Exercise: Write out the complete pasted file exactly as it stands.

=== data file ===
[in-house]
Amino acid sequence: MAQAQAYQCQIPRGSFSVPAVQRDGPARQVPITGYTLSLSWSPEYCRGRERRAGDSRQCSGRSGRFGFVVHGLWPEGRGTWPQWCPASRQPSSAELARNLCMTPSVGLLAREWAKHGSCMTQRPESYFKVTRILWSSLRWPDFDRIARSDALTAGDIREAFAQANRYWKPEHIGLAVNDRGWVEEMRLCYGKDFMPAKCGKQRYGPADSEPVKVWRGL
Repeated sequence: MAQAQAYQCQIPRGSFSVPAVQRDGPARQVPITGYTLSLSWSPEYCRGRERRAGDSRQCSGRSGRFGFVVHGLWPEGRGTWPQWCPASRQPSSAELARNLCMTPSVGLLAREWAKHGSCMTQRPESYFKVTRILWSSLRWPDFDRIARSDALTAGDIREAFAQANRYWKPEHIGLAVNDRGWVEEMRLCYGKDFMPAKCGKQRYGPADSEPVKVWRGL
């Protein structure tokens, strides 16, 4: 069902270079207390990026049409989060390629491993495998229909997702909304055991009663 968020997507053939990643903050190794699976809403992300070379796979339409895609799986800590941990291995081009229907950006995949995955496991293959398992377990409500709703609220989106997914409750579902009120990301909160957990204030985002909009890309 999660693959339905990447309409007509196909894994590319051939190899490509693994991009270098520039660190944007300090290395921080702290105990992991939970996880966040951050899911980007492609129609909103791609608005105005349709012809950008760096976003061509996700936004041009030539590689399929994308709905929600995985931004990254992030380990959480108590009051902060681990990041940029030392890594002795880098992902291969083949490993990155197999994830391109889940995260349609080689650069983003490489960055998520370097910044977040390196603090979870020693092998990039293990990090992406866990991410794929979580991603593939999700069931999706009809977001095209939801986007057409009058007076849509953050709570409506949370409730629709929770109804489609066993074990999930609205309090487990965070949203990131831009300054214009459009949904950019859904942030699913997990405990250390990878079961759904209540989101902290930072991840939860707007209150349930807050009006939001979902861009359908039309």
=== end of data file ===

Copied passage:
[in-house]
Amino acid sequence: MAQAQAYQCQIPRGSFSVPAVQRDGPARQVPITGYTLSLSWSPEYCRGRERRAGDSRQCSGRSGRFGFVVHGLWPEGRGTWPQWCPASRQPSSAELARNLCMTPSVGLLAREWAKHGSCMTQRPESYFKVTRILWSSLRWPDFDRIARSDALTAGDIREAFAQANRYWKPEHIGLAVNDRGWVEEMRLCYGKDFMPAKCGKQRYGPADSEPVKVWRGL
Repeated sequence: MAQAQAYQCQIPRGSFSVPAVQRDGPARQVPITGYTLSLSWSPEYCRGRERRAGDSRQCSGRSGRFGFVVHGLWPEGRGTWPQWCPASRQPSSAELARNLCMTPSVGLLAREWAKHGSCMTQRPESYFKVTRILWSSLRWPDFDRIARSDALTAGDIREAFAQANRYWKPEHIGLAVNDRGWVEEMRLCYGKDFMPAKCGKQRYGPADSEPVKVWRGL
């Protein structure tokens, strides 16, 4: 069902270079207390990026049409989060390629491993495998229909997702909304055991009663 968020997507053939990643903050190794699976809403992300070379796979339409895609799986800590941990291995081009229907950006995949995955496991293959398992377990409500709703609220989106997914409750579902009120990301909160957990204030985002909009890309 999660693959339905990447309409007509196909894994590319051939190899490509693994991009270098520039660190944007300090290395921080702290105990992991939970996880966040951050899911980007492609129609909103791609608005105005349709012809950008760096976003061509996700936004041009030539590689399929994308709905929600995985931004990254992030380990959480108590009051902060681990990041940029030392890594002795880098992902291969083949490993990155197999994830391109889940995260349609080689650069983003490489960055998520370097910044977040390196603090979870020693092998990039293990990090992406866990991410794929979580991603593939999700069931999706009809977001095209939801986007057409009058007076849509953050709570409506949370409730629709929770109804489609066993074990999930609205309090487990965070949203990131831009300054214009459009949904950019859904942030699913997990405990250390990878079961759904209540989101902290930072991840939860707007209150349930807050009006939001979902861009359908039309």